Wednesday, April 19, 2006

Houston, We Have a Solution

Nicole Gelinas has an in-depth look at the problems facing Houston as it tries to integrate Katrina evacuees from New Orleans into their city. First, she covers the admirable and effective job Houston did in the first days as the evacuees reached Houston.
Houston solved the first long-term crisis Katrina caused—what to do with thousands of desperate citizens washed out of their homes—because elected local and county officials carried out Shea’s style of determined competence on a mass scale with military precision. The city augmented its own resources with volunteers from churches, temples, corporations, and charities to take in what amounted to a new population equal to 10 percent of its own citizenry over seven days, and to place two-thirds of these evacuees into housing within weeks.
They have worked hard to get the evacuees into housing rather than keeping them holed up in hotels waiting in some sort of housing limbo. However, this has caused new problems because many of the evacuees are concentrated in apartment complexes in one area of town. And there they have brought with them all their gang violence and criminality from New Orleans.
Moreover, some evacuees gravitated toward the apartment complexes simply because they aren’t different from what New Orleans’s underclass is used to: low-rise housing projects where young men gather in courtyards. As Michelle Bullock Brefect, a graduate of New Orleans’s public housing whose older brother was shot to death in a project more than a decade ago, put it: gang members “go where they’re comfortable.”

Worsening an already explosive situation, the evacuees didn’t group randomly; in some complexes, they roughly sketched out the same neighborhoods they had fled. Free to choose their own Houston apartments, New Orleanians got on their cell phones to find out where friends and family members were staying. Compounding matters, Houston and FEMA awarded housing vouchers to any adult from the hurricane-hit area, not just to those who’d been renters or homeowners there. As the housing authority’s Buddy Grantham told me, young people who’d been living with their mothers in New Orleans suddenly got a once-in-a-lifetime chance.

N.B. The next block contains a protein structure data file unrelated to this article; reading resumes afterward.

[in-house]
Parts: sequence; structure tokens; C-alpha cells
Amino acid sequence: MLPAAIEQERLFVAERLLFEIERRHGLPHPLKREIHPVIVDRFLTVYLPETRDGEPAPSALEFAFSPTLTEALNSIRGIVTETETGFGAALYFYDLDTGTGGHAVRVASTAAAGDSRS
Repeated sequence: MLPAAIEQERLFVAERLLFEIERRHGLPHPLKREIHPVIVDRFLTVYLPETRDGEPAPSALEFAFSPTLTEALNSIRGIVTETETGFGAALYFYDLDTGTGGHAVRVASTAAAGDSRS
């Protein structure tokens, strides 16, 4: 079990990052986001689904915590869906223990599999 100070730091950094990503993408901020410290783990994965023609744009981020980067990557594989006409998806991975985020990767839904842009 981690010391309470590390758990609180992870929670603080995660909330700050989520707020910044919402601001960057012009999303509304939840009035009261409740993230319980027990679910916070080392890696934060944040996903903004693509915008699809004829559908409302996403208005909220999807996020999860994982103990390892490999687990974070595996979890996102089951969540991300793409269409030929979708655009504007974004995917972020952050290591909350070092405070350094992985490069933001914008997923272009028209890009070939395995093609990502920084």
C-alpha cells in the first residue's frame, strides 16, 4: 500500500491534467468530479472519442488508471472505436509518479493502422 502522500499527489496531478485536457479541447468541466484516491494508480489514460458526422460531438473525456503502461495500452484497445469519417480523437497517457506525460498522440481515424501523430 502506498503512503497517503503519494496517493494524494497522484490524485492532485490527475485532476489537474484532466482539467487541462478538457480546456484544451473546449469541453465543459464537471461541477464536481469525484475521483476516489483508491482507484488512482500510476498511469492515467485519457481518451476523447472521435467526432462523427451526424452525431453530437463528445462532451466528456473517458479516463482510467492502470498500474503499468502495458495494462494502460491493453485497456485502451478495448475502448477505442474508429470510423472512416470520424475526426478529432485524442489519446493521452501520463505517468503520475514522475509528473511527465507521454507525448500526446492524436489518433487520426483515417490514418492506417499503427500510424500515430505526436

Crime has skyrocked in these areas. Homicides are up 52% from the rate last year. And many of these murders involve Katrina evacuees. Houston officials have reacted by toughening up policing in these areas and coming down hard on those convicted of crimes. And these New Orleans guys just aren't used to the "Texas way" of taking care of criminals.
All this good police work actually has an effect in Houston, because, in contrast to New Orleans, it has a functioning prosecutor’s office, complemented by judges who actually sentence criminals to prison. Says Lieutenant Lopez of New Orleans suspects: “They’re not used to being policed. . . . A lot of them are surprised—and after a few weeks are surprised that they’re still in jail. They’re not really aware of how Texas works.” Concurs Bernazzani: “The HPD does not experience the frustration that the NOPD experiences. . . . There is a sense that the revolving door is closing as individual cases are resolved” in Houston.